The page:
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< Echoes of Memory

Impressions of Contemporary Polish Jewish Life


by Halina Yasharoff Peabody

On October 14, 2018, I attended the Generation After Fall Tea at Beth El Synagogue in Bethesda. The speaker was Emanuel Thorne, professor of Economics at Brooklyn College. He represented Generation After on a “unique” study trip in June 2018 sponsored by the Polish Embassy in Washington, DC. He shared his impressions of contemporary Polish Jewish life, the complex issues emerging, his experiences with the Jewish and Polish leadership, and future prospects. He told the audience that he was impressed with the various Jewish activities in present-day Poland and overall friendly atmosphere toward the Jews.

The Polish government believes that the Poles were victims just as the Jews were, and the Germans are the only culprits in killing 3 million Jews in Poland, without Polish collusion.

I was a child when World War II started in September 1939 and wish to document the incidents that I witnessed as a 13-year-old, after the Germans lost the war and left Poland. These incidents were a continuation of the experiences that occurred during the occupation, but without the Germans.

On the last days of the war, a bomb exploded over our house and I was wounded and taken to the hospital in Jarosław. I was happy that we were no longer occupied, and the first thing I wanted to do was to say my real name. My mother, sister, and I were under assumed identities as Catholics. But I was warned by Mother that I couldn’t reveal my real name because it was not safe. There was a pogrom (anti-Jewish riot), and Jews who came out of hiding were often murdered by the Poles.

Our place was completely destroyed by the bomb, and a neighbor took in my mother and sister. She told my mother that she was only sorry about one thing: that Hitler didn’t finish his job (meaning that there were some Jews who had survived). My sister, who was only five years old and did not know she was Jewish, was asked by neighbors: “You can say now that you are Jewish, right?" And my sister, who thought she was Catholic, said: “Look at me, do I have horns, do I have a tail?”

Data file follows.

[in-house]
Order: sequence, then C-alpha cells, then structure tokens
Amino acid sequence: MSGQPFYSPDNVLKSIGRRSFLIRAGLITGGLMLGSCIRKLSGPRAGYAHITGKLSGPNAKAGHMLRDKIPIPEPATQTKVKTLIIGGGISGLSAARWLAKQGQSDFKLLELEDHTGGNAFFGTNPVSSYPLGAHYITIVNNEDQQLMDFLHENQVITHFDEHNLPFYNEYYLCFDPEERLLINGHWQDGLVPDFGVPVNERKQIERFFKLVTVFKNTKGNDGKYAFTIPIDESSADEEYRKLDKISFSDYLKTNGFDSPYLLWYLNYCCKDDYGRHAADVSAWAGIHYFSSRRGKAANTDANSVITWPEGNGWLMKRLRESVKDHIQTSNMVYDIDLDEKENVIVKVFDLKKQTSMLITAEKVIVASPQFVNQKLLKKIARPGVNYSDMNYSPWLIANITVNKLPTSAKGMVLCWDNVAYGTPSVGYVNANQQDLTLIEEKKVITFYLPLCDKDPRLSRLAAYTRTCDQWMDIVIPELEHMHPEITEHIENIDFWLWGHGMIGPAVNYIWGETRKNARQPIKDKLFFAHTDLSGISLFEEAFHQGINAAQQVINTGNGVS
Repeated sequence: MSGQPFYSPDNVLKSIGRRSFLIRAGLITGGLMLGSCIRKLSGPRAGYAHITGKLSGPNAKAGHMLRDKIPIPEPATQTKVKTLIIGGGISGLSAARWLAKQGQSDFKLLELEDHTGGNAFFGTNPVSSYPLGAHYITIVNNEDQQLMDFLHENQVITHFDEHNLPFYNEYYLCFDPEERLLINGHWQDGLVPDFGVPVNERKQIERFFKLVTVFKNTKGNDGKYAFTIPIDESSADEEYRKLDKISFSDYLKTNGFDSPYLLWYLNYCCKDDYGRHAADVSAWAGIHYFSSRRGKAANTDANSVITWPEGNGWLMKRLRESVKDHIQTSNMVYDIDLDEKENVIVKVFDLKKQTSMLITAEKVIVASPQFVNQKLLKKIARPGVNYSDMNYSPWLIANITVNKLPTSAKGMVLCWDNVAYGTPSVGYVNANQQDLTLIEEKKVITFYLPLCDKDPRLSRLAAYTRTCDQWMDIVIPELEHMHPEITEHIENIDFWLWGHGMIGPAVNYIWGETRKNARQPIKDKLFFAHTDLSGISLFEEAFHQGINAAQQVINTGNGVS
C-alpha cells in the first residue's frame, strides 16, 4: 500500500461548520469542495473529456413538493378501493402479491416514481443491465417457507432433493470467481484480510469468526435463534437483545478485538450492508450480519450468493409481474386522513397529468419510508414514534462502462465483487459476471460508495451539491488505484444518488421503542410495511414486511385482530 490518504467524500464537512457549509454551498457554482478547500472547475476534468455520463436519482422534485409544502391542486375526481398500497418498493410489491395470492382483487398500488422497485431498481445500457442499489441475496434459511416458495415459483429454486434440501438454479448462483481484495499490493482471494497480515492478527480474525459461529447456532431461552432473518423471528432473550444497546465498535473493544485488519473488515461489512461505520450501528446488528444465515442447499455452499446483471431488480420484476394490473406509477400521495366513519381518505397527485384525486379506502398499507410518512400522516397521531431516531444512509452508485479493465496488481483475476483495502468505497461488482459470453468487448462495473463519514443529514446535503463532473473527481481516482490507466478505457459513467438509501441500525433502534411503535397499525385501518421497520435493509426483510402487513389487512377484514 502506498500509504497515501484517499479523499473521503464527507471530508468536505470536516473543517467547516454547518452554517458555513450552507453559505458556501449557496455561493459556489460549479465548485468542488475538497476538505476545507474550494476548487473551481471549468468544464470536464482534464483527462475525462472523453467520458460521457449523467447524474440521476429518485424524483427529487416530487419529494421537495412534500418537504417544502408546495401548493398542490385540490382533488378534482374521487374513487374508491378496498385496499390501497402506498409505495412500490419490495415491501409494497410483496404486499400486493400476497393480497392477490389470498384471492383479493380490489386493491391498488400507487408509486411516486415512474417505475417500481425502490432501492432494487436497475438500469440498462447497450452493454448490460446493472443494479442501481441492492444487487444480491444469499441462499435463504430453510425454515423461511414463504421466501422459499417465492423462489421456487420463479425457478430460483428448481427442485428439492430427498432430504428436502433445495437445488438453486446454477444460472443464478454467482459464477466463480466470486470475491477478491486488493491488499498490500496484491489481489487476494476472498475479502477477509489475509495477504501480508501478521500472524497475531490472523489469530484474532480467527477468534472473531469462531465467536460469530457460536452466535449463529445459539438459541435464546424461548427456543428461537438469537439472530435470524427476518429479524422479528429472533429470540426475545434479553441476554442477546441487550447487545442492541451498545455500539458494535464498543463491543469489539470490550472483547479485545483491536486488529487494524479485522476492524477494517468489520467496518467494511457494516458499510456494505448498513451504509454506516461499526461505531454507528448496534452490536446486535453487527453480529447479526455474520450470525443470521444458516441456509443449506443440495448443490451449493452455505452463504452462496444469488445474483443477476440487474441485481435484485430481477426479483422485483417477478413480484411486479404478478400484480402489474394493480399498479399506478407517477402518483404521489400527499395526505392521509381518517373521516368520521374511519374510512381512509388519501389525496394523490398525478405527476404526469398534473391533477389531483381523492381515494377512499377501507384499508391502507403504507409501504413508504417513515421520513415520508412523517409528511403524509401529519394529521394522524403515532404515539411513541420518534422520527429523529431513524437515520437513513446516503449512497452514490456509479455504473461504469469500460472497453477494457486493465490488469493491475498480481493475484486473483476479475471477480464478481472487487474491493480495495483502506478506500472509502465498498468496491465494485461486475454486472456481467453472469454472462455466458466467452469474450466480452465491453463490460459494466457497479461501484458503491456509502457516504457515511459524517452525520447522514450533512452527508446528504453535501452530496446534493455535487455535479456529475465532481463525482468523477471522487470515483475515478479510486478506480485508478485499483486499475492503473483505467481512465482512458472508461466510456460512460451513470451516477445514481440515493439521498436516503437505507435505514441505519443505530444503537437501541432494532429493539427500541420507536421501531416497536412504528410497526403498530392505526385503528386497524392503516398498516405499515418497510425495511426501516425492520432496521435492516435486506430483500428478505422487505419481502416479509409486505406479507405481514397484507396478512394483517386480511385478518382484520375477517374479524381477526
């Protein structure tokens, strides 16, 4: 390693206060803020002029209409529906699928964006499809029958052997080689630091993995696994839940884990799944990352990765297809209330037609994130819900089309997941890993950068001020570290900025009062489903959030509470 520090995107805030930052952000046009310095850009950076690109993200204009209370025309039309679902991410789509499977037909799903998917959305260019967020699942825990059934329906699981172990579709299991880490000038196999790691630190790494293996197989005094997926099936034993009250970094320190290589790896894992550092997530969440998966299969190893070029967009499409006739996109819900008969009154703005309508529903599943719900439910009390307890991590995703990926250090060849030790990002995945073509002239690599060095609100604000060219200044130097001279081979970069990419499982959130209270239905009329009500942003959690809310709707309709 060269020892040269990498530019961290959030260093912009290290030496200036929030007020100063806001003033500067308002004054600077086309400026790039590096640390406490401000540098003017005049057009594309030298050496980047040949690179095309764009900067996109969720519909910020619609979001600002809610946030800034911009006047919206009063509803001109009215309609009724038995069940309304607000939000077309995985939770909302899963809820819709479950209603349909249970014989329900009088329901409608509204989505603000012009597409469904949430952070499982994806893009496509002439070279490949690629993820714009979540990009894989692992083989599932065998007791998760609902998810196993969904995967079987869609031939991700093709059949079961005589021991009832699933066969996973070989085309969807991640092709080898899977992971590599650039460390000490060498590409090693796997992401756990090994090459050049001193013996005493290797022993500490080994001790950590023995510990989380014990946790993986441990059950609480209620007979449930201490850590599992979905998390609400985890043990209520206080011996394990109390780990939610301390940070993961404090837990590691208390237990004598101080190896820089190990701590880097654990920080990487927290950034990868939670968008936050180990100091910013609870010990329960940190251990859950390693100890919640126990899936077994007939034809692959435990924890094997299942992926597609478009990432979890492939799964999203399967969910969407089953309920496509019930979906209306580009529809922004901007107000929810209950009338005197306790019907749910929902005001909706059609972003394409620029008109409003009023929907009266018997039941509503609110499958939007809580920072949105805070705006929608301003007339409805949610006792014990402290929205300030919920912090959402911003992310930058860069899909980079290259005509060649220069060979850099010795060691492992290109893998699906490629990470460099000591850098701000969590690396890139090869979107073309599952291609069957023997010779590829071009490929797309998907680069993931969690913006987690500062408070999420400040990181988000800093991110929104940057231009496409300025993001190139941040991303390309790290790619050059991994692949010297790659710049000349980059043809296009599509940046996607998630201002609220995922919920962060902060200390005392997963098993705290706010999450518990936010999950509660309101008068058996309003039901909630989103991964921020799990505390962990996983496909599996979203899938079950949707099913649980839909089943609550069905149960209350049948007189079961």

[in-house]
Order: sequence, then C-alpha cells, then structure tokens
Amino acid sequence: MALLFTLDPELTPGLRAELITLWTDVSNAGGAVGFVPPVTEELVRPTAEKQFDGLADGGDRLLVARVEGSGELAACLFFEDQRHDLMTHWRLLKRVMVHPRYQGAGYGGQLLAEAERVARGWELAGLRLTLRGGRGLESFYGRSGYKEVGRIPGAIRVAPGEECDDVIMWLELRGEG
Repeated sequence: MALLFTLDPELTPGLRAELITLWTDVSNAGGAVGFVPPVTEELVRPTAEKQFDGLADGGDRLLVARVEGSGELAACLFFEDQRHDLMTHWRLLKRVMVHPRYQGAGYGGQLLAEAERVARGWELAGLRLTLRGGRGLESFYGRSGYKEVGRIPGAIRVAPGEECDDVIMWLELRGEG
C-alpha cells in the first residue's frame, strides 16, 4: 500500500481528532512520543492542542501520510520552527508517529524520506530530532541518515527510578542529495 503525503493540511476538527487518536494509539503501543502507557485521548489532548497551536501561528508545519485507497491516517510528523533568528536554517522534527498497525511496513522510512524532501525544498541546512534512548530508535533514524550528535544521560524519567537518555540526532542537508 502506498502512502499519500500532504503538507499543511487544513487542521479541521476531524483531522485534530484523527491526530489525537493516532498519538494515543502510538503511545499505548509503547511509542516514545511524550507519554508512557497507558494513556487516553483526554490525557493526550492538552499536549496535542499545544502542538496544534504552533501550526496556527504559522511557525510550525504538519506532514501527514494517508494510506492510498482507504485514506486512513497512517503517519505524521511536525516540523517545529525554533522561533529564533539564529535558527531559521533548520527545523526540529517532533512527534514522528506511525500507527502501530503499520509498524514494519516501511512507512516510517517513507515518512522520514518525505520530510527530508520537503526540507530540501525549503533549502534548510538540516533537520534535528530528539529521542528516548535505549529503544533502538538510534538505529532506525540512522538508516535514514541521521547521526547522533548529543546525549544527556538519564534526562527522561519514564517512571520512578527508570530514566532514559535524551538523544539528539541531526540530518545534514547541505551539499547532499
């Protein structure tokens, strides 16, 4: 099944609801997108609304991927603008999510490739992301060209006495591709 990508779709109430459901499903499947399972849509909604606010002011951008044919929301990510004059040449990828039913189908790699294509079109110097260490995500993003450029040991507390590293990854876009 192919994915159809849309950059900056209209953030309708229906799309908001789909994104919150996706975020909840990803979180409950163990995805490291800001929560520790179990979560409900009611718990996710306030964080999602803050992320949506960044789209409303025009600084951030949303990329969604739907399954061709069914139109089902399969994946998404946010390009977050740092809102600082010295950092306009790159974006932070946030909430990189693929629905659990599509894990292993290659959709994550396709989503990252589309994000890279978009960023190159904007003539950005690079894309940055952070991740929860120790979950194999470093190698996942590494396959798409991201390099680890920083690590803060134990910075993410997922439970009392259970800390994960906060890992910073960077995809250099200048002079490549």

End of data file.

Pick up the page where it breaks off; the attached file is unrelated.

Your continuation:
When we tracked down my father, who had been a prisoner in Russia, he immediately arranged for us to leave Poland. This meant that we had to move to Krakow where the Jewish Agency operated. We had to get lodgings and wait until arrangements could be made. When we tried to rent a room, we were asked if we were Polish (meaning not Jewish). We had to say yes and keep the false identities again.

Eventually, we were housed with a group of other survivors in Szczecin from where we were to be driven across the border into Germany. The arrangement, agreed to by the Russians, was that a few of us were taken by a truck, and with a couple of bottles of vodka, we bribed the guards, one Polish and one Russian, and they let us through the border. We were then put on a train to Berlin. One night before it was our turn, the Polish Milicja (“Citizens’ Militia”) tried to raid our house and we stood and screamed for hours to get attention, before they finally left.

This was the situation in which we left Poland. Since then, I have visited there: on the 50th commemoration of the Warsaw Ghetto Uprising, and for the March of the Living to visit Auschwitz and other camps, to honor the people we lost. It is very painful to visit your childhood home where we were part of a small few who survived. I visited the Polish Embassy in Washington a few times during the previous administration and hoped that with education, the next generation would be able to learn that some of their grandparents did not always help the Jews, but rather helped the Germans. Otherwise, how could three million Jews have been murdered on Polish soil?

Hearing the professor, who had been wined and dined by the Polish government, say that the relations between the Poles and Jews today are so good unnerved me. The government showed the visitor only what they wanted him to see to demonstrate how they love the Jews, but they do not mention Polish collusion during the Holocaust. This omission sends the wrong message to people who have not lived in Poland and do not know the dark side. They do not wish to teach young people the truth so the history gets distorted.

I know there were some Polish people who helped Jews at the risk of their own lives, and I am thankful for that. But that is only part of the story.

The Germans who were the perpetrators acknowledged, apologized, and keep apologizing—as they should—for what was done. The Poles do not.

© 2019, Halina Yasharoff Peabody. The text, images, and audio and video clips on this website are available for limited non-commercial, educational, and personal use only, or for fair use as defined in the United States copyright laws.

Tags:   echoes of memory, volume 12halina yasharoff peabody

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